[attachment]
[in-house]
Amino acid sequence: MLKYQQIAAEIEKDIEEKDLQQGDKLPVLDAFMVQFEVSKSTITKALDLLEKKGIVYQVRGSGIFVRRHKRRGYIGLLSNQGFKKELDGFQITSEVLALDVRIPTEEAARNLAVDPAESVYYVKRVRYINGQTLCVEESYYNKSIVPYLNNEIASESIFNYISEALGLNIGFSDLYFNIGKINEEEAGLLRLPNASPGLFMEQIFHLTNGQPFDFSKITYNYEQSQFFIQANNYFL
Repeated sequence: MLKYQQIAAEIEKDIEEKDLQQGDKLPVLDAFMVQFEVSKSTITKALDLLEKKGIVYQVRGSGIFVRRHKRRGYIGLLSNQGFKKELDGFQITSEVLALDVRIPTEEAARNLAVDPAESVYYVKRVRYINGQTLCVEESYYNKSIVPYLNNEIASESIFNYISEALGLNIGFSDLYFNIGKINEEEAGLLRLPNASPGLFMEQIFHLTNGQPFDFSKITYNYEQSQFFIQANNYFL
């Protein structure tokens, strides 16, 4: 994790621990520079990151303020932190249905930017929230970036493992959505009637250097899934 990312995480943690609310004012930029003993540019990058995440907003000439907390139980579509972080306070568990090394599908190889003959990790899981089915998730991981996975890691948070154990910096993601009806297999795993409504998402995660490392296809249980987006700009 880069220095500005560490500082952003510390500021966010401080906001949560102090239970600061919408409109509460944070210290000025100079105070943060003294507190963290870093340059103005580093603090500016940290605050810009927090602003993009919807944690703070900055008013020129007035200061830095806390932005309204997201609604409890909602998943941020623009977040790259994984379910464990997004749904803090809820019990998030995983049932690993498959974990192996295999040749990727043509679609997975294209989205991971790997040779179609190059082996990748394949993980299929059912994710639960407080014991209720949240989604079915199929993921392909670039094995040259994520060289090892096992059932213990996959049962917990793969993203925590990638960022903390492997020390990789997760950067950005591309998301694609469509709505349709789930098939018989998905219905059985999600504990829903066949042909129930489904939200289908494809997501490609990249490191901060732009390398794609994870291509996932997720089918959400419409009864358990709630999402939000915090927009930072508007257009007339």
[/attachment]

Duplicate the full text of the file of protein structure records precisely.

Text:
[in-house]
Amino acid sequence: MLKYQQIAAEIEKDIEEKDLQQGDKLPVLDAFMVQFEVSKSTITKALDLLEKKGIVYQVRGSGIFVRRHKRRGYIGLLSNQGFKKELDGFQITSEVLALDVRIPTEEAARNLAVDPAESVYYVKRVRYINGQTLCVEESYYNKSIVPYLNNEIASESIFNYISEALGLNIGFSDLYFNIGKINEEEAGLLRLPNASPGLFMEQIFHLTNGQPFDFSKITYNYEQSQFFIQANNYFL
Repeated sequence: MLKYQQIAAEIEKDIEEKDLQQGDKLPVLDAFMVQFEVSKSTITKALDLLEKKGIVYQVRGSGIFVRRHKRRGYIGLLSNQGFKKELDGFQITSEVLALDVRIPTEEAARNLAVDPAESVYYVKRVRYINGQTLCVEESYYNKSIVPYLNNEIASESIFNYISEALGLNIGFSDLYFNIGKINEEEAGLLRLPNASPGLFMEQIFHLTNGQPFDFSKITYNYEQSQFFIQANNYFL
């Protein structure tokens, strides 16, 4: 994790621990520079990151303020932190249905930017929230970036493992959505009637250097899934 990312995480943690609310004012930029003993540019990058995440907003000439907390139980579509972080306070568990090394599908190889003959990790899981089915998730991981996975890691948070154990910096993601009806297999795993409504998402995660490392296809249980987006700009 880069220095500005560490500082952003510390500021966010401080906001949560102090239970600061919408409109509460944070210290000025100079105070943060003294507190963290870093340059103005580093603090500016940290605050810009927090602003993009919807944690703070900055008013020129007035200061830095806390932005309204997201609604409890909602998943941020623009977040790259994984379910464990997004749904803090809820019990998030995983049932690993498959974990192996295999040749990727043509679609997975294209989205991971790997040779179609190059082996990748394949993980299929059912994710639960407080014991209720949240989604079915199929993921392909670039094995040259994520060289090892096992059932213990996959049962917990793969993203925590990638960022903390492997020390990789997760950067950005591309998301694609469509709505349709789930098939018989998905219905059985999600504990829903066949042909129930489904939200289908494809997501490609990249490191901060732009390398794609994870291509996932997720089918959400419409009864358990709630999402939000915090927009930072508007257009007339």